News / Asia

SCO Summit Shines Spotlight on Afghanistan

Afghanistan President Hamid Karzai, left, is escorted by officials as he walks out of an airplane upon his arrival in Beijing for the Shanghai Cooperation Organization (SCO) summit, June 5, 2012.Afghanistan President Hamid Karzai, left, is escorted by officials as he walks out of an airplane upon his arrival in Beijing for the Shanghai Cooperation Organization (SCO) summit, June 5, 2012.
x
Afghanistan President Hamid Karzai, left, is escorted by officials as he walks out of an airplane upon his arrival in Beijing for the Shanghai Cooperation Organization (SCO) summit, June 5, 2012.
Afghanistan President Hamid Karzai, left, is escorted by officials as he walks out of an airplane upon his arrival in Beijing for the Shanghai Cooperation Organization (SCO) summit, June 5, 2012.
VOA News
China and Afghanistan are expected to deepen ties when they sign a series of strategic agreements during this week's annual summit of the Shanghai Cooperation Organization (SCO).

Set to begin Wednesday in Beijing, the SCO meeting will focus on membership expansion and more security and economic collaboration among the members, said Beijing's Foreign Ministry's spokesman Liu Weimin.  The current members are China, Russia, Kazakhstan, Uzbekistan, Kyrgyzstan and Tajikistan.

"China is looking forward to outcomes including making the SCO a harmonious region," Liu said, adding that the organization will make a formal decision on accepting Afghanistan as an observer member state.

In previous statements, China and Russia have supported Afghanistan's admission, which in the words of a Chinese official "will help the SCO counter terrorism, separatism and extremism."

India, Iran, Mongolia and Pakistan already have observer status, which allows them to take part in sideline consultations during SCO meetings.
 
China is also expected to sign a series of strategic agreements that will raise its profile with Afghanistan, following a decade in which Beijing stayed largely on the sidelines of the U.S.-led war against the Taliban.

Raffaello Pantucci, an associate fellow at the International Center for the Study of Radicalization at London's King's College, said the shift is driven in part by U.S. plans to begin withdrawing combat forces from Afghanistan. "The realization slowly sinks in that the United States might be off in 2014," he said.

Pantucci said that by admitting Afghanistan as an observer, the SCO member states would be acknowledging the limits of the organization's ability to deal with terrorism in the region. "The SCO perceived that it has not done much, so this is a sort of visible statement saying, 'Yes, we recognize this and we will do more.'"   

Beijing regards the Shanghai Cooperation Organization as a platform for its battle against separatism in the westernmost areas of the Xinjiang region.

In the decade since the Shanghai Cooperation Organization was established in 2001, member states have carried out various military and counterterrorism drills, and held regular meetings of foreign affairs, defense and law enforcement officials.

Chen Yurong, a researcher at a leading government think tank in Beijing, said regional stability is the main goal of the SCO but that its member nations mainly build ties through dialogue.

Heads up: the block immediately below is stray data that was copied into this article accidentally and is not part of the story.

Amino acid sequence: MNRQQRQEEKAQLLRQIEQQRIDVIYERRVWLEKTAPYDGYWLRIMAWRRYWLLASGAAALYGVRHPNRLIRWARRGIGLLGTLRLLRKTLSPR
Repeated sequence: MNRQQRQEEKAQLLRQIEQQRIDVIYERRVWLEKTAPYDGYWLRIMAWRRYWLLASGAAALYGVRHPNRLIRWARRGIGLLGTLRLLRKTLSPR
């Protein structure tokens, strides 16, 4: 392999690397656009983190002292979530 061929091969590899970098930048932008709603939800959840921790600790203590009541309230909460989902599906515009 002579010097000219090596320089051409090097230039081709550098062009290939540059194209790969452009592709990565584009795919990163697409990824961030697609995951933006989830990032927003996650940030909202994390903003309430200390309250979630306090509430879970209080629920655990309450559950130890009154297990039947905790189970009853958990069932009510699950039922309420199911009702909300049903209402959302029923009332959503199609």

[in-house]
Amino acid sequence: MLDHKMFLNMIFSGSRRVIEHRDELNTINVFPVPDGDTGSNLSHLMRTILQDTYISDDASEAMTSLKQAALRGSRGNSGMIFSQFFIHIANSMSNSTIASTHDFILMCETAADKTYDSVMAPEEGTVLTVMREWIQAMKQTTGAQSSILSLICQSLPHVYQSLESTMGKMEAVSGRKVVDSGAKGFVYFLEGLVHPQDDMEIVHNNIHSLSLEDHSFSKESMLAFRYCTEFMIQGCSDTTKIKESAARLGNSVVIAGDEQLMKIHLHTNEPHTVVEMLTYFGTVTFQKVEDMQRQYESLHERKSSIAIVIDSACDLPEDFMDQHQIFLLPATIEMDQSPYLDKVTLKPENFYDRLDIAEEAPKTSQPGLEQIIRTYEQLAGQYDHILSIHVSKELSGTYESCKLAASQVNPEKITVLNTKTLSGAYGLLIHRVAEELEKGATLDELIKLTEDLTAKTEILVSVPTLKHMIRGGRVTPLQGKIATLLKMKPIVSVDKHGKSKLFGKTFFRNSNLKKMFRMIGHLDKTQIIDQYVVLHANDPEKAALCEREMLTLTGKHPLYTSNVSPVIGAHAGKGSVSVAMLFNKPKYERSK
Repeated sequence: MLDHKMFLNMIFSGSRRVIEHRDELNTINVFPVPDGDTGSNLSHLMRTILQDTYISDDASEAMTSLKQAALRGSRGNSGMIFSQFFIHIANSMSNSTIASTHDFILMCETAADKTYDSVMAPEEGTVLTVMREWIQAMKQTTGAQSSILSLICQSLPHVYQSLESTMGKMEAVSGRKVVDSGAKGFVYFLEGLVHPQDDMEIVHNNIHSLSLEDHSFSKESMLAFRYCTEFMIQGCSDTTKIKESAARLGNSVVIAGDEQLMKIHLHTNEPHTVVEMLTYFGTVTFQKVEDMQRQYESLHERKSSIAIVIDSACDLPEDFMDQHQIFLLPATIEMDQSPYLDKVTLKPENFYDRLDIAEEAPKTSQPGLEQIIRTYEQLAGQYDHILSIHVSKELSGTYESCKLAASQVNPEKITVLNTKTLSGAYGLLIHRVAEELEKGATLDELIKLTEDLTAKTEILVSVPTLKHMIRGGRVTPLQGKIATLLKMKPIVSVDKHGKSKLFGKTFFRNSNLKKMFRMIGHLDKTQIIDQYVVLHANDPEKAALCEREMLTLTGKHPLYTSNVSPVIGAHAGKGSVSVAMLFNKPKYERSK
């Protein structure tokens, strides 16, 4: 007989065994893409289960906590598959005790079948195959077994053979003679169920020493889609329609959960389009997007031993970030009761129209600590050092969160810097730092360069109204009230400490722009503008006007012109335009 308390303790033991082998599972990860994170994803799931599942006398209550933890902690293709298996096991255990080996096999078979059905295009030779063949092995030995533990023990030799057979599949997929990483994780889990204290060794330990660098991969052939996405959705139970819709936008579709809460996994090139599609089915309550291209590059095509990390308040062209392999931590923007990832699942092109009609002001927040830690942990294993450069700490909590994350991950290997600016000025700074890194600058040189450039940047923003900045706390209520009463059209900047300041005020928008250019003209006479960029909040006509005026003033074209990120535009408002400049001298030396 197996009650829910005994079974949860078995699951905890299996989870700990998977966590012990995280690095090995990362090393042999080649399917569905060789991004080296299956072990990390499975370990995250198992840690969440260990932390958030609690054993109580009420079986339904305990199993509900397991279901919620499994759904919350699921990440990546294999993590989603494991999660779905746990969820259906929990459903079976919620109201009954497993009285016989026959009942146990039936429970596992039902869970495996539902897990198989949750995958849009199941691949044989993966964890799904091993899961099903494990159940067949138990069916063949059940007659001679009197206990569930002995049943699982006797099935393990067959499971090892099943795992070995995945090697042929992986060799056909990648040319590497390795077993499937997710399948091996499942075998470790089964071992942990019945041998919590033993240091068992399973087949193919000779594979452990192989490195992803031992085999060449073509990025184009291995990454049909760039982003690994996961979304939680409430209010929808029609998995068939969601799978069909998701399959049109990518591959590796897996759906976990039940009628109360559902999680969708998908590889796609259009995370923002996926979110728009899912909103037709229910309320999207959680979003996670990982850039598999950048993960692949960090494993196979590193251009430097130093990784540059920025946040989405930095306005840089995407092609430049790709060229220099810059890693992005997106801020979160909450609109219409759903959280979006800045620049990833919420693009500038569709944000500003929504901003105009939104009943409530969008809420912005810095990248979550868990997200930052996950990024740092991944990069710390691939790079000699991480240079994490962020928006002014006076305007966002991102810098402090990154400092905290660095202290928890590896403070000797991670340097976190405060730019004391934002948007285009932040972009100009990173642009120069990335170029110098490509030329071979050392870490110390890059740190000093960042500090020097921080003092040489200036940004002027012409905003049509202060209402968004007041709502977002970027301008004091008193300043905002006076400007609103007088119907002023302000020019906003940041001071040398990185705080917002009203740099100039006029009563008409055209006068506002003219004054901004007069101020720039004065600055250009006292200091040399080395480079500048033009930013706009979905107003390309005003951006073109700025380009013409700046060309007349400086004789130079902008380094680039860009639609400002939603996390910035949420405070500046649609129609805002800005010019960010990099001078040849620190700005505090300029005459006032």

Many Chinese scholars see the organization as an example of "new regionalism," which China is championing as an alternative to what it perceives as Western hegemony.

"The SCO includes countries that, as it is, have no economic clout to speak of, yet they are equal," Chen said.

Some analysts regard the Shanghai Cooperation Organization as a more fractured organization, with China and Russia competing for strategic primacy in the region.

Pantucci, who has been traveling in Central Asia and conducted research on Chinese interests and influence in the region, said he noticed a divide between Russia and China's aspirations for the group.

"I think we are beginning to see [from the Russian side] some sort of attempt to push back on the SCO and sort of what it means for Central Asia vis-a-vis Russia."

Pantucci explained that Russia is more interested in promoting organizations where Moscow takes the lead such as the Eurasian Union, an economic group proposed by Putin last fall.

"You are going to create an economic area, which borders with China and includes all the Central-Asian countries," said Pantucci. "This is going to have some serious implications for trade across the borders, because it will immediately erect quite high tariff barriers."

It is still unclear whether the Eurasian Union will be established and whether it will include China, as some Russian scholars have suggested.

Beijing, meanwhile, is expected to continue promoting the Shanghai Cooperation Organization regardless of Russia's stance.

"[The SCO] has done some baby steps in the direction of becoming a regional entity at least," Pantucci said, "but at the moment who has actually put money into this thing is actually the Chinese."

This year Turkey has applied to become a dialogue partner, while India, Pakistan and Iran have for some time been seeking full membership.  Iran's application has been denied because of ongoing sanctions levied on the country by the United Nations, while China and Russia have expressed different levels of support for India and Pakistan.

Some information for this report was provided by AP, AFP and Reuters.

You May Like

IS Militants Release 49 Turkish Hostages